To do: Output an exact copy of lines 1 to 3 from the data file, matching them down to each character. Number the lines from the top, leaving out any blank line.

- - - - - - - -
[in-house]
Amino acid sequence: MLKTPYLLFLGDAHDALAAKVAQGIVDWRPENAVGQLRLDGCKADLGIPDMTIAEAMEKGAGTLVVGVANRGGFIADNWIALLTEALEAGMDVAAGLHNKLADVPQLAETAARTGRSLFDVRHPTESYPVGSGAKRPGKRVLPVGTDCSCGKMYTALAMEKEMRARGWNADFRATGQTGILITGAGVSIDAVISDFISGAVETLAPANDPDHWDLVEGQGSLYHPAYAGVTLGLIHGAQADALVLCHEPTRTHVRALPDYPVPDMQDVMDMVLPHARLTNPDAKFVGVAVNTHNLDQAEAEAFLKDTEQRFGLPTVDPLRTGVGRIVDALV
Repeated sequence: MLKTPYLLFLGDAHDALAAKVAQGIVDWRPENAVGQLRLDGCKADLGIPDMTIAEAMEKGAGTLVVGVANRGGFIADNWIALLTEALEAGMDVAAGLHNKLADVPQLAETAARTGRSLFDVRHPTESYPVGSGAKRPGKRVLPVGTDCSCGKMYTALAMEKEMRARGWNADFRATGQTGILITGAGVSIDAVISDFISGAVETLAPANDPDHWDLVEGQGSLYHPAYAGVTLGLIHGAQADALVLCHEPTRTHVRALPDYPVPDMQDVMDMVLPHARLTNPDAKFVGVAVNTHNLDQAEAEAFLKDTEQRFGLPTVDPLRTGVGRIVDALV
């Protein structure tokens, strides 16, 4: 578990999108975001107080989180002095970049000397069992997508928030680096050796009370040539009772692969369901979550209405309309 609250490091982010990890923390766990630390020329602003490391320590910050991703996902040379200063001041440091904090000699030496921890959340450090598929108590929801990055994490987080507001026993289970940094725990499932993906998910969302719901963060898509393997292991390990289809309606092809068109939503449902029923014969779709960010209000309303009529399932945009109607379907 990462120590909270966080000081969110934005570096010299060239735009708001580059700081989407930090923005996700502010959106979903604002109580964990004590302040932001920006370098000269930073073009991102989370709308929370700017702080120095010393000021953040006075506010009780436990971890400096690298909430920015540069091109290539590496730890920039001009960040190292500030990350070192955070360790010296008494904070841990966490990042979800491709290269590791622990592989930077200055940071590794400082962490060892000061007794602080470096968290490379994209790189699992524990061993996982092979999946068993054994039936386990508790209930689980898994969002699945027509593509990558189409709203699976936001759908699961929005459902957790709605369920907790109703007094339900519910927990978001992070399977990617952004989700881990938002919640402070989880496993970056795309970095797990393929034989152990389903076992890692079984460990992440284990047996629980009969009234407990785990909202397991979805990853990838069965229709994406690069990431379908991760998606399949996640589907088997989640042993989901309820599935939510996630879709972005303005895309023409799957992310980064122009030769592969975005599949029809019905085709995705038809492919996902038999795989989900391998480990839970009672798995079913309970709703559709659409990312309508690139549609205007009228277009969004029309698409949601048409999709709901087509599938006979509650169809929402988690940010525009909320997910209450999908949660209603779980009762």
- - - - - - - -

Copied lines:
[in-house]
Amino acid sequence: MLKTPYLLFLGDAHDALAAKVAQGIVDWRPENAVGQLRLDGCKADLGIPDMTIAEAMEKGAGTLVVGVANRGGFIADNWIALLTEALEAGMDVAAGLHNKLADVPQLAETAARTGRSLFDVRHPTESYPVGSGAKRPGKRVLPVGTDCSCGKMYTALAMEKEMRARGWNADFRATGQTGILITGAGVSIDAVISDFISGAVETLAPANDPDHWDLVEGQGSLYHPAYAGVTLGLIHGAQADALVLCHEPTRTHVRALPDYPVPDMQDVMDMVLPHARLTNPDAKFVGVAVNTHNLDQAEAEAFLKDTEQRFGLPTVDPLRTGVGRIVDALV
Repeated sequence: MLKTPYLLFLGDAHDALAAKVAQGIVDWRPENAVGQLRLDGCKADLGIPDMTIAEAMEKGAGTLVVGVANRGGFIADNWIALLTEALEAGMDVAAGLHNKLADVPQLAETAARTGRSLFDVRHPTESYPVGSGAKRPGKRVLPVGTDCSCGKMYTALAMEKEMRARGWNADFRATGQTGILITGAGVSIDAVISDFISGAVETLAPANDPDHWDLVEGQGSLYHPAYAGVTLGLIHGAQADALVLCHEPTRTHVRALPDYPVPDMQDVMDMVLPHARLTNPDAKFVGVAVNTHNLDQAEAEAFLKDTEQRFGLPTVDPLRTGVGRIVDALV